Dividends and Winning with Jack Welch

In this case Winning is written by Jack Welch with Suzy Welch published by HarperCollins, NY, 2005.  It is book which came from question and answer sessions after presentations from Mr. Welch. Many people had questions of the next steps, what does it take to win? Mr. Welch offers his opinions from his role as the former Chairman and CEO of GE and his present consulting positions. In his travels he had seen many things go wrong as well as opportunities for improvement.

To start with you need some basics – a mission and values statement that you can live by and do on a daily basis. Those statements on the wall must be the force that guides the business through the cycles of the business.

The next thing is candor – it is often easier in the company not to speak your mind, either because it is not really asked for or because you do not need to make a job threatening stand at the moment. However if you have candor you will bring more people and their minds (most of us are in the service business) into the conversation; when the ideas are given the ideas can be debated, be expanded upon and acted upon quicker; and candor cuts costs of meetings to confirm what everyone already knows. Candor works well with budgets and appraisals – for example if the discussion is the person is not good, the written appraisal needs to reflect that.

Coming from candor the value of differentiation comes next. Mr. Welch believes company’s win when managers make a clear and meaningful distinction between top and bottom businesses and people, when they cultivate the strong and cull the weak. If everyone is treated equally and bets are sprinkled all around like the rain on the ocean, business and people lose.  The job of management is to know and invest in the strong businesses or product lines and look to selling the ones that are not performing well.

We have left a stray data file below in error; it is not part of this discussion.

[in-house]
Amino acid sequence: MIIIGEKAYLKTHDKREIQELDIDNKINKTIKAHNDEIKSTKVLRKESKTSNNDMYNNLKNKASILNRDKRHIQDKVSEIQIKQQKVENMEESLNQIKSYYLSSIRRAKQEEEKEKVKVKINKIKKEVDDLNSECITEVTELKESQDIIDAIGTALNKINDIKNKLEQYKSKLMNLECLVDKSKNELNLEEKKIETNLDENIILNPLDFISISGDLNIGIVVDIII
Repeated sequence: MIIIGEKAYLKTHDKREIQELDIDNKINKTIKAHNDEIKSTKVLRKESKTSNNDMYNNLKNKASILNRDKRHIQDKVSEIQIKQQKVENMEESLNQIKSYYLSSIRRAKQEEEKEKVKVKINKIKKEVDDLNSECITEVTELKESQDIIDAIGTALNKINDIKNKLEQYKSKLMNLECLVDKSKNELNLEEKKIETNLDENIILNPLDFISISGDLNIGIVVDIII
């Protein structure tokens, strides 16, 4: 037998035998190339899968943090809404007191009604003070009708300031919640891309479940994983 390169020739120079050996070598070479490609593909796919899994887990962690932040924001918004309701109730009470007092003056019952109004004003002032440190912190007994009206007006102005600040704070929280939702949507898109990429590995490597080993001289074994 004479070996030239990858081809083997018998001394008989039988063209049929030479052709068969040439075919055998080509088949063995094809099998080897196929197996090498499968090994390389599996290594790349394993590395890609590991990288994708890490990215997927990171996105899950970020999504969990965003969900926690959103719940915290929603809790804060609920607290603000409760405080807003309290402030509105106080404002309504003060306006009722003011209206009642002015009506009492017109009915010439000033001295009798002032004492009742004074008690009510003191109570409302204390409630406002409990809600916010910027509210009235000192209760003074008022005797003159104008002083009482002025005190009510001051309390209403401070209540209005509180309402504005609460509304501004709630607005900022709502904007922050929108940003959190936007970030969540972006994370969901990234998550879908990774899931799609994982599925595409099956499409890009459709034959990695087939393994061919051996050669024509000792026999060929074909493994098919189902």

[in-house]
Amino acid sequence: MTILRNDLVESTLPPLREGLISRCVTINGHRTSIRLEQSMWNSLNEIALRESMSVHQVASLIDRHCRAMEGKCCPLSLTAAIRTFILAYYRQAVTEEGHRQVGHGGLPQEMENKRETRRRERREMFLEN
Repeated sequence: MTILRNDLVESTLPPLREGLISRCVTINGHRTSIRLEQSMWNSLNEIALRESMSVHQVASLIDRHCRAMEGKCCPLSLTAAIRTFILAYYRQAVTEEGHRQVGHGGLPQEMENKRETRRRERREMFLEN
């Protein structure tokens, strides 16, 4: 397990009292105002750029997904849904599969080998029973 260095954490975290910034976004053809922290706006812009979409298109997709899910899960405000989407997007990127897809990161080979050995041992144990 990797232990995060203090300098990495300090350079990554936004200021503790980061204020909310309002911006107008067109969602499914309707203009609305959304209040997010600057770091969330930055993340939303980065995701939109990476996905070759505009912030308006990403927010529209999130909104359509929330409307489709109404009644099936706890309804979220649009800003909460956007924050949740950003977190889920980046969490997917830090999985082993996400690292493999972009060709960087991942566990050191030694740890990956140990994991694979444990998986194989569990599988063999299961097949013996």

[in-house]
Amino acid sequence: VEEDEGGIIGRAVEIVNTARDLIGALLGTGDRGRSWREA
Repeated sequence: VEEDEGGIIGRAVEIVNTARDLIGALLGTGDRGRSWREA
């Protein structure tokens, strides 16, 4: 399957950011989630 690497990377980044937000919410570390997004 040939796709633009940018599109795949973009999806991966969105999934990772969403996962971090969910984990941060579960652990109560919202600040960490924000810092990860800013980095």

On the people side – there are 3 categories: top 20% of your people; middle 70% and bottom 10%.  The next step is to act when people are in the category. If you are in the top 20% there are a variety of measures to keep them there and working hard. The middle 70% needs to be engaged, motivated and those with the potential to move up are identified and help do so. Note: everyone in the 70% needs to be motivated.  The bottom 10% need to leave the company. The key to the system is before dividing people into the 20-70-10 portion, implement a candid, clear-cut performance system with defined expectations, goals and timelines with a program of consistent appraisals.  The problem with not doing the 20-70-10 is when there is a downturn and people are let go, it tends to be the underperforming first and they do not know because their evaluations for years was doing good.

In addition to ensure everyone has a say or stays motivated, GE used the process of Work-Out. People came together to discuss better ways to do things, how to eliminate some of the bureaucracy and roadblocks that were hindering them. Management would look at the ideas and say yes or no to the recommendations and pick to resolve 25% of the concerns within 30 days. The idea is to ensure everyone is heard and respected and that is something everyone wants and companies need to do.

Linking to dividend paying stocks, in a world where government wants to treat and demand everyone is treated equally and respectfully, companies should be doing that. The company needs to invest and expand on its profitable lines and weed out poorer performers. The tough part is putting in a system which is fair and automatically lets you know where you stand. Every company believes they hire the best, however once an employee is in, most do not do a good job for the person beyond their job title.  If you invested in a dividend paying company, it has products or services which consistently produce a healthy profit, it should be a no brainer those products and services receive the greatest resources. How a company treats its employees is harder to tell and various measures arise to try to compare. Most investors look at the top 10% to see why the top 10% leave the company.

There are more questions than answers, till the next time – to raising questions.

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